County faces revenue crisis as tax boycott bites

Shaban Abdul a fish trader displays fresh fish at his Kisii Municipal Market stall on 21/1/2018.Abdul who sources fish from Miuru Bay in Migori County says there is high competition from imported fish from China which is cheaper in the local market pushing down their sales.[Photo: Sammy Omingo/Standard]

A tax boycott that began three months ago continued to spread this week, threatening to cripple key operations in the county.

The boycott is likely to affect the county's plan to collect Sh275 million in revenue this year.

On Tuesday, traders at Wagusu market in Bondo sub-county joined the boycott, protesting at poor sanitation and infrastructure.

The traders accused the county government of collecting revenue from traders and stone quarries, but there was little to show for it.

“We have more than 50 stone crushers in this area and each pays Sh5,000 a month to the county. It is shameful that it is even difficult for the revenue officers to get access to the quarries because of poor roads,” said Jackton Awiti, a businessman. 

Mr Awiti accused the county of ignoring numerous pleas to improve conditions at Wagusu market.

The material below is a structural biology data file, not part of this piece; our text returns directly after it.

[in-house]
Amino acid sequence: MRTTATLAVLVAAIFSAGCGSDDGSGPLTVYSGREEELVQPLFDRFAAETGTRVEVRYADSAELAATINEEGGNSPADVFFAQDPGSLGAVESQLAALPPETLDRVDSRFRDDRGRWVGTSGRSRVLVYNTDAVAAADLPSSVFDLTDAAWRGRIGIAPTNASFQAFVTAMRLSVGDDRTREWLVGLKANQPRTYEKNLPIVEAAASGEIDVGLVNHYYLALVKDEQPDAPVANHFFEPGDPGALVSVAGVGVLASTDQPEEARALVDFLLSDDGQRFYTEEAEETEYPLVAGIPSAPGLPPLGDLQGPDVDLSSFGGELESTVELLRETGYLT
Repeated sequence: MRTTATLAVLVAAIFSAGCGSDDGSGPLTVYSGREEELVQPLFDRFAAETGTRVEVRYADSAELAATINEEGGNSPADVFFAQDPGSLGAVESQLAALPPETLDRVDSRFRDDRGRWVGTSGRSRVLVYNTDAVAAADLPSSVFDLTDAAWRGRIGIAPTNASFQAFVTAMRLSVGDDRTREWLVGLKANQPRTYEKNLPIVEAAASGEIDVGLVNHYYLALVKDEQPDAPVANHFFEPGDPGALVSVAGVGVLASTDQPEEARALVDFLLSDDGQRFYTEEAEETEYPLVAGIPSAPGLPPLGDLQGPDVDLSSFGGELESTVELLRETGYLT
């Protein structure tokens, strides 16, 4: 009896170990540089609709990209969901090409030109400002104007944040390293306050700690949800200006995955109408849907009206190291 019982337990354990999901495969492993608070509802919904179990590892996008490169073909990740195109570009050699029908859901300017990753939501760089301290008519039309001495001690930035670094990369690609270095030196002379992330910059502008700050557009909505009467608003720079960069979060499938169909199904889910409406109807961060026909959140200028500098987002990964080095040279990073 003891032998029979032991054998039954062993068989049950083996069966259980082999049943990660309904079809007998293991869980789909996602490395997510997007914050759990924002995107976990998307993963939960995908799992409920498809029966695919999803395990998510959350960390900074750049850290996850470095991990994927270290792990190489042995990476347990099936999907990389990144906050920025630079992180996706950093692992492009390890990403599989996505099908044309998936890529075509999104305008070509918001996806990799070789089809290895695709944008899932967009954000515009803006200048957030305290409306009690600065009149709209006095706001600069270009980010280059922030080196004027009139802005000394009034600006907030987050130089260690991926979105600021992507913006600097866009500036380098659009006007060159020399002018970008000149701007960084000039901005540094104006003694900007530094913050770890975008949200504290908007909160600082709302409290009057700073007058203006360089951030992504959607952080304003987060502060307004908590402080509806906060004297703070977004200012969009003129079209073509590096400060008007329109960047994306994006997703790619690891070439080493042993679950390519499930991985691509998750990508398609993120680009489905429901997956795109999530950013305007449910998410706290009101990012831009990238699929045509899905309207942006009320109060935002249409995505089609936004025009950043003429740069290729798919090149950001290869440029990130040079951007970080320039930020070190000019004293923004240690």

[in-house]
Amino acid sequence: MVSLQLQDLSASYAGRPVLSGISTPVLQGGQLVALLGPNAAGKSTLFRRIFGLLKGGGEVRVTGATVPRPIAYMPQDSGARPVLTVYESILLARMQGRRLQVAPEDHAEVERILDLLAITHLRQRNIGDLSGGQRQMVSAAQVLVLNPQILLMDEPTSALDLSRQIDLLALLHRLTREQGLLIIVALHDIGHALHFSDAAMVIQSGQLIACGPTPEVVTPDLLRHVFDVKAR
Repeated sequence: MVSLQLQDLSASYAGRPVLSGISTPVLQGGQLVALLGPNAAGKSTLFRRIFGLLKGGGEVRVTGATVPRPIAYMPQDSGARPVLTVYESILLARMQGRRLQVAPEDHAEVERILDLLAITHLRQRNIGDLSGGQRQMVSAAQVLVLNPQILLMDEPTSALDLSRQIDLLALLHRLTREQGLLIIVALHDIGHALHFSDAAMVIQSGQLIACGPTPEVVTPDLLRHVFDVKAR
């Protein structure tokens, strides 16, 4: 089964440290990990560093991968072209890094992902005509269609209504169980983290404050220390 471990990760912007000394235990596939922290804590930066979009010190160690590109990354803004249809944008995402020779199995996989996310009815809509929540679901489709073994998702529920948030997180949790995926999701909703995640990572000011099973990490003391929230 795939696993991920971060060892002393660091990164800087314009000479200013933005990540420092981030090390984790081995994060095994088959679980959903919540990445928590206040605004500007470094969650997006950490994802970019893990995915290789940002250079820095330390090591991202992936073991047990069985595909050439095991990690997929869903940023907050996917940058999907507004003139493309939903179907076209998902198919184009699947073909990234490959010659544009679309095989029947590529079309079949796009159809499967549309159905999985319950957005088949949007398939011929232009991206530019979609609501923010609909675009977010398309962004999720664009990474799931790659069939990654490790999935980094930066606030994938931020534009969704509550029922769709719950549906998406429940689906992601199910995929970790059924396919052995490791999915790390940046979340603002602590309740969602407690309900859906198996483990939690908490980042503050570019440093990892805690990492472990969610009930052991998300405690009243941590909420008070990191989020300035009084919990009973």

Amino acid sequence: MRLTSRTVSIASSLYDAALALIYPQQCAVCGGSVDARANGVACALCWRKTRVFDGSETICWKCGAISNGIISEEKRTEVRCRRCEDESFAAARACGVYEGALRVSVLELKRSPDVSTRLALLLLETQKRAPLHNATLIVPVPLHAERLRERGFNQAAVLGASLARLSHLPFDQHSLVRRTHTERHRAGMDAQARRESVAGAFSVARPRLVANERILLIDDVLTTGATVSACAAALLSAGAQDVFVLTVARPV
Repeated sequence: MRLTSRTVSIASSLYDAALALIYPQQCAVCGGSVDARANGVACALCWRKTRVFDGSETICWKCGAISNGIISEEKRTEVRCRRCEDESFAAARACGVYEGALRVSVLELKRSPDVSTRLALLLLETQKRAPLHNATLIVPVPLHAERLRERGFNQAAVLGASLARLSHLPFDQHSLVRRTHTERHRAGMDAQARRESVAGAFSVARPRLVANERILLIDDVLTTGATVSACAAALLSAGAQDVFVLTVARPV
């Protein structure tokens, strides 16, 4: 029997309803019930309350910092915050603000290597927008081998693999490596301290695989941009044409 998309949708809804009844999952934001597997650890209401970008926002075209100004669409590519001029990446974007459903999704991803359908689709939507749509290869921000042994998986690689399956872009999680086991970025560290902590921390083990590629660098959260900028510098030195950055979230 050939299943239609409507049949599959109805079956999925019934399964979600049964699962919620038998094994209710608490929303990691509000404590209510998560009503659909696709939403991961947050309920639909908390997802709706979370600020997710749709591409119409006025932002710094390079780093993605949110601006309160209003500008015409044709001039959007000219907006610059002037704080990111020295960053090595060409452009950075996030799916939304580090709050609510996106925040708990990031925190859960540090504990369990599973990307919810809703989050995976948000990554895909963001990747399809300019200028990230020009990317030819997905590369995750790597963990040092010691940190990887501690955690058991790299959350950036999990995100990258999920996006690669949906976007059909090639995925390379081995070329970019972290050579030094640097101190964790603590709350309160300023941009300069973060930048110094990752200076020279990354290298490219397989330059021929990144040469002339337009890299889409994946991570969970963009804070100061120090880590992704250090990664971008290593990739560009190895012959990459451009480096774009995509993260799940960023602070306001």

Janet Ayoo, a trader at the market, complained about poor hygiene, accusing the county government of failing to collect garbage and clean up the market.

“We have appealed for sheds in the market without success,” she said.

The boycott began at Nyamonye market three months ago. Traders refused to pay taxes, citing lack of toilets. The traders received support from the area ward rep, Francis Otiato.

“The county government is collecting a lot of revenue from this market and giving nothing back,” said Mr Otiato.

The boycott spread to Akala market in South Gem ward, one of the major markets in the county and was supported by the area ward rep, David Audi.

“Why should the traders pay taxes yet they work in dirty markets?” asked Mr Audi.

The county director of revenue, Charles Ocholla, could not be reached for comment.

However, the county director of communications, Jerry Sando, defended the administration, saying market sheds had been constructed and a programme to clean up the facilities launched.